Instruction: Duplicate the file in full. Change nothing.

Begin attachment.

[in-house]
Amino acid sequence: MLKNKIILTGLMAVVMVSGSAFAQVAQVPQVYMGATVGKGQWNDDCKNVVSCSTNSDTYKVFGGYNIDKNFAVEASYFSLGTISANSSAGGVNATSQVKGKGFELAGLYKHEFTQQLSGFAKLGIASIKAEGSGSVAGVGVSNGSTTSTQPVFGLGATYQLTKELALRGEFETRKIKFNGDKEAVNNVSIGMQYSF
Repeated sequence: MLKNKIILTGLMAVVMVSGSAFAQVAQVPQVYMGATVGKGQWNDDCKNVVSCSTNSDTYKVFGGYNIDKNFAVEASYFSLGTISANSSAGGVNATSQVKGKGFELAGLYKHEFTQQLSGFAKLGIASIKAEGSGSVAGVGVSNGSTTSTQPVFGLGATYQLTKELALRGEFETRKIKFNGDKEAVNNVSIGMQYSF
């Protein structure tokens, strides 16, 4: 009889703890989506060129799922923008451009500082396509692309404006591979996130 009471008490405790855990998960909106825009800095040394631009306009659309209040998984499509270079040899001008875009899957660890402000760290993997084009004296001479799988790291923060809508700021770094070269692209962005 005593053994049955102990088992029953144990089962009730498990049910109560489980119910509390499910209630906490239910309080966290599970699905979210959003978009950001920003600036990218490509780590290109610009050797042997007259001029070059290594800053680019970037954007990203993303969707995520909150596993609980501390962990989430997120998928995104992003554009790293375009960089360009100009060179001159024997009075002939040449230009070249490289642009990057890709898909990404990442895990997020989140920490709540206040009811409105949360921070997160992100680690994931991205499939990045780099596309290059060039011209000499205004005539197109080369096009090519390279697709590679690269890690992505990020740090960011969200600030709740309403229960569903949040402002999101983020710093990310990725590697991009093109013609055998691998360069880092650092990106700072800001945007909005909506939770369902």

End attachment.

[in-house]
Amino acid sequence: MLKNKIILTGLMAVVMVSGSAFAQVAQVPQVYMGATVGKGQWNDDCKNVVSCSTNSDTYKVFGGYNIDKNFAVEASYFSLGTISANSSAGGVNATSQVKGKGFELAGLYKHEFTQQLSGFAKLGIASIKAEGSGSVAGVGVSNGSTTSTQPVFGLGATYQLTKELALRGEFETRKIKFNGDKEAVNNVSIGMQYSF
Repeated sequence: MLKNKIILTGLMAVVMVSGSAFAQVAQVPQVYMGATVGKGQWNDDCKNVVSCSTNSDTYKVFGGYNIDKNFAVEASYFSLGTISANSSAGGVNATSQVKGKGFELAGLYKHEFTQQLSGFAKLGIASIKAEGSGSVAGVGVSNGSTTSTQPVFGLGATYQLTKELALRGEFETRKIKFNGDKEAVNNVSIGMQYSF
């Protein structure tokens, strides 16, 4: 009889703890989506060129799922923008451009500082396509692309404006591979996130 009471008490405790855990998960909106825009800095040394631009306009659309209040998984499509270079040899001008875009899957660890402000760290993997084009004296001479799988790291923060809508700021770094070269692209962005 005593053994049955102990088992029953144990089962009730498990049910109560489980119910509390499910209630906490239910309080966290599970699905979210959003978009950001920003600036990218490509780590290109610009050797042997007259001029070059290594800053680019970037954007990203993303969707995520909150596993609980501390962990989430997120998928995104992003554009790293375009960089360009100009060179001159024997009075002939040449230009070249490289642009990057890709898909990404990442895990997020989140920490709540206040009811409105949360921070997160992100680690994931991205499939990045780099596309290059060039011209000499205004005539197109080369096009090519390279697709590679690269890690992505990020740090960011969200600030709740309403229960569903949040402002999101983020710093990310990725590697991009093109013609055998691998360069880092650092990106700072800001945007909005909506939770369902």